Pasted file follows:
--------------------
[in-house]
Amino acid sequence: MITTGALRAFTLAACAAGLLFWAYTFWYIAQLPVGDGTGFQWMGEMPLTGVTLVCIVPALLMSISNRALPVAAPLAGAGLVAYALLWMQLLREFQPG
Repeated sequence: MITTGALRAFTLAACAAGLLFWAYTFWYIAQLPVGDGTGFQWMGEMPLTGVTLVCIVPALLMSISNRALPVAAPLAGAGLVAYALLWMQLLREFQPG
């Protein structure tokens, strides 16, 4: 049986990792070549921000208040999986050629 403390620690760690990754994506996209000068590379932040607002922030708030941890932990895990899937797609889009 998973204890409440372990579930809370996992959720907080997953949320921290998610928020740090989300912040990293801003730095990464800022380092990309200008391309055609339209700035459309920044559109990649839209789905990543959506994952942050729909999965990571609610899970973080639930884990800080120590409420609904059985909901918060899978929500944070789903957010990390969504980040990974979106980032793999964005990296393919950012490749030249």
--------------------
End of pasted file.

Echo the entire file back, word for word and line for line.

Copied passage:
[in-house]
Amino acid sequence: MITTGALRAFTLAACAAGLLFWAYTFWYIAQLPVGDGTGFQWMGEMPLTGVTLVCIVPALLMSISNRALPVAAPLAGAGLVAYALLWMQLLREFQPG
Repeated sequence: MITTGALRAFTLAACAAGLLFWAYTFWYIAQLPVGDGTGFQWMGEMPLTGVTLVCIVPALLMSISNRALPVAAPLAGAGLVAYALLWMQLLREFQPG
């Protein structure tokens, strides 16, 4: 049986990792070549921000208040999986050629 403390620690760690990754994506996209000068590379932040607002922030708030941890932990895990899937797609889009 998973204890409440372990579930809370996992959720907080997953949320921290998610928020740090989300912040990293801003730095990464800022380092990309200008391309055609339209700035459309920044559109990649839209789905990543959506994952942050729909999965990571609610899970973080639930884990800080120590409420609904059985909901918060899978929500944070789903957010990390969504980040990974979106980032793999964005990296393919950012490749030249």